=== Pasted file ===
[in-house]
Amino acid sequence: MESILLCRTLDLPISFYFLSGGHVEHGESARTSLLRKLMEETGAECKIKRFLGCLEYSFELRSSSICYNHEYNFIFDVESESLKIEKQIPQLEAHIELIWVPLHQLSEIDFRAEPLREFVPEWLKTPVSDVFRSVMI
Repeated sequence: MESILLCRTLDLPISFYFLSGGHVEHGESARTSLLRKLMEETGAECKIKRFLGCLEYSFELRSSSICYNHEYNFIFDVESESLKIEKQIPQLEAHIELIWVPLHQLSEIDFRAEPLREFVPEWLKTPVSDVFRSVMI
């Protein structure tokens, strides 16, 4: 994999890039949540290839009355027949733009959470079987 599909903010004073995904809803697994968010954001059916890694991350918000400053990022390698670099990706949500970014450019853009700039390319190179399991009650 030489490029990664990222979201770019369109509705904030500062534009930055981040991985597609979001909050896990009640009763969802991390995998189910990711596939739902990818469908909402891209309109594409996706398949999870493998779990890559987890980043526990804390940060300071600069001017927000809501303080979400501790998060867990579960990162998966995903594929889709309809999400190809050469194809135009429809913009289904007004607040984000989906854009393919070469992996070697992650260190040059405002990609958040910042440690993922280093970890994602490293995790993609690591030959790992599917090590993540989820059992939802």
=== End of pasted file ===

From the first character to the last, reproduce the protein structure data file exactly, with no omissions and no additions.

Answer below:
[in-house]
Amino acid sequence: MESILLCRTLDLPISFYFLSGGHVEHGESARTSLLRKLMEETGAECKIKRFLGCLEYSFELRSSSICYNHEYNFIFDVESESLKIEKQIPQLEAHIELIWVPLHQLSEIDFRAEPLREFVPEWLKTPVSDVFRSVMI
Repeated sequence: MESILLCRTLDLPISFYFLSGGHVEHGESARTSLLRKLMEETGAECKIKRFLGCLEYSFELRSSSICYNHEYNFIFDVESESLKIEKQIPQLEAHIELIWVPLHQLSEIDFRAEPLREFVPEWLKTPVSDVFRSVMI
């Protein structure tokens, strides 16, 4: 994999890039949540290839009355027949733009959470079987 599909903010004073995904809803697994968010954001059916890694991350918000400053990022390698670099990706949500970014450019853009700039390319190179399991009650 030489490029990664990222979201770019369109509705904030500062534009930055981040991985597609979001909050896990009640009763969802991390995998189910990711596939739902990818469908909402891209309109594409996706398949999870493998779990890559987890980043526990804390940060300071600069001017927000809501303080979400501790998060867990579960990162998966995903594929889709309809999400190809050469194809135009429809913009289904007004607040984000989906854009393919070469992996070697992650260190040059405002990609958040910042440690993922280093970890994602490293995790993609690591030959790992599917090590993540989820059992939802």